tell application appName
			if (running) then
				quit
				exit repeat
			end if
		end tell
	end repeat
end run

The above idea works in principle, but I don’t know enough about what you’re doing to guarantee that it’ll work for your situation.

Nigel, our new friend is trying to set up a custom keyboard in Keyboard Viewer.
Gear menu (top right) > Customize…
[ I dug around the web a bit to find this]

1 Like

Thanks @alastor933.

Using your information (the gear’s an ellipsis on my systems), I was able to set up a couple of buttons in the editor with the above two script apps attached. But nothing happened when I clicked the buttons, so maybe they need to be enabled somewhere else. Hopefully sg72 will have this under control.

So I created an AppleScript application like below, but when I run the script nothing happens

At this point it’s only a guess, but it appears that the OP is running his AppleScript as an AppleScript Application. If that’s correct, he could terminate the AppleScript Application as shown below. I tested the following with an AppleScript Application named “Say OK”. The OP would have to change this to the name of his AppleScript Application.

use framework "AppKit"
use framework "Foundation"
use scripting additions

set theWorkspace to current application's NSWorkspace's sharedWorkspace()
set theApps to theWorkspace's runningApplications()
set thePredicate to current application's NSPredicate's predicateWithFormat:"(localizedName == 'Say OK')"
try
	set theApp to (theApps's filteredArrayUsingPredicate:thePredicate)'s objectAtIndex:0
on error
	display dialog "Your script was not running" buttons {"OK"} cancel button 1 default button 1
end try
theApp's forceTerminate()

Finally it works I created a STOP.APP file in which I put

on run {input, parameters}
	-- This list should contain the names of the other button apps.
	-- The apps must exist even if they're not actually running.
	set buttonAppNames to {"CBG10", "CBG30", "CBG50", "CBG100"}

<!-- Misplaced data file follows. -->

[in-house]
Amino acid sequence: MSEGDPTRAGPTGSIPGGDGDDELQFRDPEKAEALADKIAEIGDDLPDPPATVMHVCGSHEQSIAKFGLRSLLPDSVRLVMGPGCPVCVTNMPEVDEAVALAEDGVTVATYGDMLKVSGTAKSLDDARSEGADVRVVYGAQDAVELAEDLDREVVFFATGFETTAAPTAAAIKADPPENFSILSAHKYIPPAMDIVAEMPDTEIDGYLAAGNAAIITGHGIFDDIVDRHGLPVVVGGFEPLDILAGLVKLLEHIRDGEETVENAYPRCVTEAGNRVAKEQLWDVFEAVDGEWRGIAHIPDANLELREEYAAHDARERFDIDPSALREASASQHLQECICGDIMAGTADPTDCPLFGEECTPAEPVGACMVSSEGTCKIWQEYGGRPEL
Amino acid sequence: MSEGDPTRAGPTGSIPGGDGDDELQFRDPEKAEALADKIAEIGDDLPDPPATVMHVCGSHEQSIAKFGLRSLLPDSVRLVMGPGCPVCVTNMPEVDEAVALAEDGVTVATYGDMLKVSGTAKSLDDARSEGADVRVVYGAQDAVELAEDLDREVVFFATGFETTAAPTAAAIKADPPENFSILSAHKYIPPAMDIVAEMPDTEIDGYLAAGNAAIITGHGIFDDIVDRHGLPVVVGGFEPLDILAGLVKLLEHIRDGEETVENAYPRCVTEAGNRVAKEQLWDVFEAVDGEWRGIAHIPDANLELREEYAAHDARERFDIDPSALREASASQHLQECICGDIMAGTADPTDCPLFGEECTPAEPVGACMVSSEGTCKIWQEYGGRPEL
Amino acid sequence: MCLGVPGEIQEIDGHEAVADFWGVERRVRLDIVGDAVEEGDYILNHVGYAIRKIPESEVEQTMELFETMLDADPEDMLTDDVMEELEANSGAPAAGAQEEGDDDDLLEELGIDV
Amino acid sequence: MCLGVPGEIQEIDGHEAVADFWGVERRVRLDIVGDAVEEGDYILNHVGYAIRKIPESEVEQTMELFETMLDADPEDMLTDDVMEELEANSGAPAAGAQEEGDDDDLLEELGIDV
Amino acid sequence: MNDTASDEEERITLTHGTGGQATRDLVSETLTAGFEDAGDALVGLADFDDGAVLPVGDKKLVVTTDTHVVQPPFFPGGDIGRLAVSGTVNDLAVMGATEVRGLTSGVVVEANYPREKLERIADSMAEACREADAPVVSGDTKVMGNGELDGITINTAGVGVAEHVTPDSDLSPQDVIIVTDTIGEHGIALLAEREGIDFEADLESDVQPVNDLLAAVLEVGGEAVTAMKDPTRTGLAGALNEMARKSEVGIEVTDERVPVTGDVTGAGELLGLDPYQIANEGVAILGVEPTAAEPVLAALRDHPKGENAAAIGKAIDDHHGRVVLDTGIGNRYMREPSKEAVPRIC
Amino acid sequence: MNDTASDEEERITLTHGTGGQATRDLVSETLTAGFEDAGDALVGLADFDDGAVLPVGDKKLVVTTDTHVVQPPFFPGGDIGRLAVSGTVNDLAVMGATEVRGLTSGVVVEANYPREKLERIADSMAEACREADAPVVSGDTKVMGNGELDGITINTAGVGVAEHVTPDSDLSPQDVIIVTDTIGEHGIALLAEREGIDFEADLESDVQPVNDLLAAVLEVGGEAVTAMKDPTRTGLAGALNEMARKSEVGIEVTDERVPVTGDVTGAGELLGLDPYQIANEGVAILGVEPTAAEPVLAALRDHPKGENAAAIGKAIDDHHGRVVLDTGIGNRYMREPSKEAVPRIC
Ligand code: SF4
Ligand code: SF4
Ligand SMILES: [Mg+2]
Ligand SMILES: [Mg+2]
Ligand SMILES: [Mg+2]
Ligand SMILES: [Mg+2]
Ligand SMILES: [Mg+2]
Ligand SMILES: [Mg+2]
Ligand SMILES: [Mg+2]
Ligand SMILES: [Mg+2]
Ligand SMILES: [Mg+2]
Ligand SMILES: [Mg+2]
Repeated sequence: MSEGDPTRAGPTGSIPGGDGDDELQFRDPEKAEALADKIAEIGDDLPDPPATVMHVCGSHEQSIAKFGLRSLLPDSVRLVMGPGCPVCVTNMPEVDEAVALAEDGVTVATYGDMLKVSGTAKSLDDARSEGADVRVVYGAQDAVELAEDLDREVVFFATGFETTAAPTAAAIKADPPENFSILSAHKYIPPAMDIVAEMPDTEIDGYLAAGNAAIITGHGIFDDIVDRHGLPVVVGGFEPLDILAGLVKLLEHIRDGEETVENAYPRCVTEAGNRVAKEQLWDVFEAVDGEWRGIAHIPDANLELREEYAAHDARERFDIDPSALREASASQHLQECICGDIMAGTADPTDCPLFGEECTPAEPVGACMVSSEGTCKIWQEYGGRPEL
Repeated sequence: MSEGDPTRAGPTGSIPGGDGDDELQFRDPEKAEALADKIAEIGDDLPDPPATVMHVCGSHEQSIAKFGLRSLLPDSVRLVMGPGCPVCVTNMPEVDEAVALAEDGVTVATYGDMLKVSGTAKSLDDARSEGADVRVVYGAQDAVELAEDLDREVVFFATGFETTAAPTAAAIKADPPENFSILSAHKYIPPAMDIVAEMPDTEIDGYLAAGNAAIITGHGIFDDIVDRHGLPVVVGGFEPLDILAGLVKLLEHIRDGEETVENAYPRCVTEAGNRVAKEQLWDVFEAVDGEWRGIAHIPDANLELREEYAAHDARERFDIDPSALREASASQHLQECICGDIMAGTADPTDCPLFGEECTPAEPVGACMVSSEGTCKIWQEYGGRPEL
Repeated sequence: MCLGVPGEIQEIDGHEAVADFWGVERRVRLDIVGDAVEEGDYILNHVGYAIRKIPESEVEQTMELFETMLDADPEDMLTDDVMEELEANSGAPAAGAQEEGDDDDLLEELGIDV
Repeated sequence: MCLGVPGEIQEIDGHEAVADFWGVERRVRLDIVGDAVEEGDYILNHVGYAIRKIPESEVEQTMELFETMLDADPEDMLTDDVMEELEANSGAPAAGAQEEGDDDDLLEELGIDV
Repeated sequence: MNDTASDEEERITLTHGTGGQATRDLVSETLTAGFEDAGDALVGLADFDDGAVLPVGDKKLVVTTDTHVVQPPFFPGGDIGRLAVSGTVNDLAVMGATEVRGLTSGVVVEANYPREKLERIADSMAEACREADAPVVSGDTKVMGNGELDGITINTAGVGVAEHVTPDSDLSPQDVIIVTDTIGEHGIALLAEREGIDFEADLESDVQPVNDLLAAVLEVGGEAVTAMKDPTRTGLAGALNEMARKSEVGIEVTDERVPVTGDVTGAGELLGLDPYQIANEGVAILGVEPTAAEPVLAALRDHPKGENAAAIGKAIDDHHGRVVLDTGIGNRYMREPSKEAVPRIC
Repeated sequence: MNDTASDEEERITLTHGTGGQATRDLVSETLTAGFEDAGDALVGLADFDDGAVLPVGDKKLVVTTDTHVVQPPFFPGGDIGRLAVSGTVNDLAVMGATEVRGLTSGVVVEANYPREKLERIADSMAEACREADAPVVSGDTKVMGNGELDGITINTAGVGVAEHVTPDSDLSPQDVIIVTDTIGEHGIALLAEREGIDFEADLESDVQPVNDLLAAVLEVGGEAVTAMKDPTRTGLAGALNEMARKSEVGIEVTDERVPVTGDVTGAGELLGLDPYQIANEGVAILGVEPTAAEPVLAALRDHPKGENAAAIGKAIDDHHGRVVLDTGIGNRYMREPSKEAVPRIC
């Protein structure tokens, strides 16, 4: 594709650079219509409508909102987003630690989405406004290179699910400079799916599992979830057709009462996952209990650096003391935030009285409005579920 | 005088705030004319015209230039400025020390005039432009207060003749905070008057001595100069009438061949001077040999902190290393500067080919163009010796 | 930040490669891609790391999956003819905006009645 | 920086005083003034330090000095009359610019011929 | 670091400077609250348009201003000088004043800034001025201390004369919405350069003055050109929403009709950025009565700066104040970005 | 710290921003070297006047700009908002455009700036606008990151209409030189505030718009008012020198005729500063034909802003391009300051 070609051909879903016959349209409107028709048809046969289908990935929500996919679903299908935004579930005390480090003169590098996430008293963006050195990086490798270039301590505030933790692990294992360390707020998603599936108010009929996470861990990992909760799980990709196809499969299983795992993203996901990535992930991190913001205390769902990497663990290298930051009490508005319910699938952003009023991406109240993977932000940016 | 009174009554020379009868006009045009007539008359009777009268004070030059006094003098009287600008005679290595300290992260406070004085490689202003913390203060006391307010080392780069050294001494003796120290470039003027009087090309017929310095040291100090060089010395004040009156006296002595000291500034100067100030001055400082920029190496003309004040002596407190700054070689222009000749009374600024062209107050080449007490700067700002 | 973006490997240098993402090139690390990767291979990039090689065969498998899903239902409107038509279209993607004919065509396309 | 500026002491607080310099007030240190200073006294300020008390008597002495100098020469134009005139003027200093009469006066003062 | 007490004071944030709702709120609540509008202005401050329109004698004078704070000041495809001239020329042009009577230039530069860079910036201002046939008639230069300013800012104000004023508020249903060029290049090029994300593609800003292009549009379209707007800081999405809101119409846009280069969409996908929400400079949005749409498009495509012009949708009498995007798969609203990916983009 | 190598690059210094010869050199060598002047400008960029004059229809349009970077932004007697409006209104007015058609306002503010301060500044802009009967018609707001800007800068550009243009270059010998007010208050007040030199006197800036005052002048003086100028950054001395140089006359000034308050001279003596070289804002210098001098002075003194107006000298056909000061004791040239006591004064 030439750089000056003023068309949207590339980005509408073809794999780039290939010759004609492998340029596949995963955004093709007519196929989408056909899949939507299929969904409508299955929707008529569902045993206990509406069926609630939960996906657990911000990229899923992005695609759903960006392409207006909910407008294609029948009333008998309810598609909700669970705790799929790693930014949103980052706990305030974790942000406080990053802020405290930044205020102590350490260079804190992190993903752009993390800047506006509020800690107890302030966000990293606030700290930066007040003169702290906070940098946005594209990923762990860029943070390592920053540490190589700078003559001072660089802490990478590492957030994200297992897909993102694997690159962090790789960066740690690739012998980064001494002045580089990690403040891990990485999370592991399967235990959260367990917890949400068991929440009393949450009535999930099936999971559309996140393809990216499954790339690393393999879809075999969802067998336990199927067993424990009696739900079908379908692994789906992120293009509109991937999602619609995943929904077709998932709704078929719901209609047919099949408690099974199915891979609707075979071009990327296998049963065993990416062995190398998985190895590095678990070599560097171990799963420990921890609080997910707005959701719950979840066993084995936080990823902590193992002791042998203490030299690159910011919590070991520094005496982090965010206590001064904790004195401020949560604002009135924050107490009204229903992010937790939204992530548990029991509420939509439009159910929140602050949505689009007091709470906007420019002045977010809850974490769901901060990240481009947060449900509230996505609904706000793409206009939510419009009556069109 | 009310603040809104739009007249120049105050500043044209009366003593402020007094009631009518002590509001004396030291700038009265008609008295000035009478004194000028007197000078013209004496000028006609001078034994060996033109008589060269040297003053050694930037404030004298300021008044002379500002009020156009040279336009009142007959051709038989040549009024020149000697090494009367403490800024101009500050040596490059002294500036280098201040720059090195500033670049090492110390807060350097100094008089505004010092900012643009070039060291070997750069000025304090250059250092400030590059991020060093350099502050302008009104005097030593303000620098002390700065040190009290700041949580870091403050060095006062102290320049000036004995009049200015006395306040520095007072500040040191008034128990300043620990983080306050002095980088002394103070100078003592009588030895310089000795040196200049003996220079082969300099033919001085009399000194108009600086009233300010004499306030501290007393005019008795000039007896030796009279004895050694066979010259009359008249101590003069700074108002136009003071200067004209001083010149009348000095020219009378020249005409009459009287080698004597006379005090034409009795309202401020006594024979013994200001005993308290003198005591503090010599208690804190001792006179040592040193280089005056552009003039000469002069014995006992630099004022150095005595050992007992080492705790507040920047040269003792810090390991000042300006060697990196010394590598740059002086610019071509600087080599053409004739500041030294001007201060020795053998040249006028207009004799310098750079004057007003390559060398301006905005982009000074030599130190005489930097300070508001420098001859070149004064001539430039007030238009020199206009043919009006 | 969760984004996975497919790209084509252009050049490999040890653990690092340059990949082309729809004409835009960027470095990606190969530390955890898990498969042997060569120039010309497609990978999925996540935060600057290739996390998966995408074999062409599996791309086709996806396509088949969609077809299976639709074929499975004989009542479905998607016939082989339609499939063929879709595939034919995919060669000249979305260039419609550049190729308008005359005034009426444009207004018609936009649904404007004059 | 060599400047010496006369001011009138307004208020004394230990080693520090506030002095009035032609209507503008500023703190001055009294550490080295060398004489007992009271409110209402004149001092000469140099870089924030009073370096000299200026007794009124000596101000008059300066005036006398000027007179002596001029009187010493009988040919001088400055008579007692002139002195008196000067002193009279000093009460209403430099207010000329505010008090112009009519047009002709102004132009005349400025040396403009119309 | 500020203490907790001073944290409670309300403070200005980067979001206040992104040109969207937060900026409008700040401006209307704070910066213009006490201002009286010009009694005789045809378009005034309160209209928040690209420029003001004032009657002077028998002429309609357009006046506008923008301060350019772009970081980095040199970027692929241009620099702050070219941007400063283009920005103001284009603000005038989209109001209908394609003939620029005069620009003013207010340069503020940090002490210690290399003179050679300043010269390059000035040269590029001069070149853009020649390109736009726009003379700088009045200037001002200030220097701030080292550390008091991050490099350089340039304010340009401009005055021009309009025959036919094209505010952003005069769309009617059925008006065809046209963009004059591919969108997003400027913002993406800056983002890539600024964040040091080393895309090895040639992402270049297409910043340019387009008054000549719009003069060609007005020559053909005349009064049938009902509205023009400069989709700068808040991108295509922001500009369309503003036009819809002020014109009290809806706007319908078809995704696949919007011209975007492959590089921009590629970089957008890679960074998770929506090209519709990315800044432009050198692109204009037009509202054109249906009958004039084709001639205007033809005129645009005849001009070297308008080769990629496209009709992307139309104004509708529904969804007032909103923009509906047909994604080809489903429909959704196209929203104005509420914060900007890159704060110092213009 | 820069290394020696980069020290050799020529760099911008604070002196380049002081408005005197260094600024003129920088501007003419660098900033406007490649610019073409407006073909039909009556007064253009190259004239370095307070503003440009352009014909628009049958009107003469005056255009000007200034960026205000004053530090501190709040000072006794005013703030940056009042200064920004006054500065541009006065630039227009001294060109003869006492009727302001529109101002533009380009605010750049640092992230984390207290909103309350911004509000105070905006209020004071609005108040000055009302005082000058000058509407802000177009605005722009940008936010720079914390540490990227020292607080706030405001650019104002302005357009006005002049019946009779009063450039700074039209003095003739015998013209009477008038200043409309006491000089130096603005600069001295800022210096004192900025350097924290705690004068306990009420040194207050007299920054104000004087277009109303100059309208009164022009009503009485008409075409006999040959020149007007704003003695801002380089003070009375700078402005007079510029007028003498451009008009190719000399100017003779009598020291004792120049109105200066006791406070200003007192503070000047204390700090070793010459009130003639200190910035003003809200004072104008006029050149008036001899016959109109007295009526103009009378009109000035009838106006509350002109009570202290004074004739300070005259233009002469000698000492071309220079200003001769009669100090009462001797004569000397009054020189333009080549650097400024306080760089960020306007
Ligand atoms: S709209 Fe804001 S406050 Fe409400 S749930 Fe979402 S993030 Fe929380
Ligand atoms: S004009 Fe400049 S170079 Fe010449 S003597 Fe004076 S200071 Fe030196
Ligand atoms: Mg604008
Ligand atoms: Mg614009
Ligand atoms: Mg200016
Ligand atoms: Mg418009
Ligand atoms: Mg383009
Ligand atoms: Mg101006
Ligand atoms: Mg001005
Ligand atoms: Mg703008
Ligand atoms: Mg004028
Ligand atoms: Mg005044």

repeat with appName in buttonAppNames
		tell application appName
			if (running) then
				quit
				exit repeat
			end if
		end tell
	end repeat
end run

Look here

sg72. I’m glad you found a solution.

BTW, assuming CBG10 is an AppleScript application that sends keystrokes, I’m surprised this solution works, as I’ve had no success using the quit command to stop a running AppleScript application. Perhaps CBG10 is a regular app of some sort, in which case this would make sense.

How do I know or show you?

A running AppleScript application does observe any quit command it receives, but only when it’s finished what its currently doing — ie. running the script, which is when it would normally quit anyway. That’s why I suggested the idle handler approach. If a stay-open script is simply hanging around waiting for the next idle call and notices it’s received a quit command, it should quit more or less then. However, from the screenshot in post #13, it looks as if the script’s being saved as an Automator application, not as an AppleScript one, which is probably why the parameter list was included originally. I don’t know if this introduces any complications.

Thanks Nigel–that makes perfect sense but made me wonder why the OP’s approach works. You’re probably right that it’s the Automator involvement.

Just out of curiosity, I created a shortcut app with my Say OK script, and I was able to do a regular quit of that app while it was running. It’s probably the same with Automator.

sg72. You have a solution that works and that’s great. No reason to consider anything else (not that you would).

Just for the sake of completeness:

  • is CBG10 a regular application like Safari or Mail; or
  • is CBG10 an AppleScript that you saved in Script Editor as an application; or
  • is CBG10 an AppleScript that you saved in Automator as an application; or
  • is CBG10 something else?

Thanks.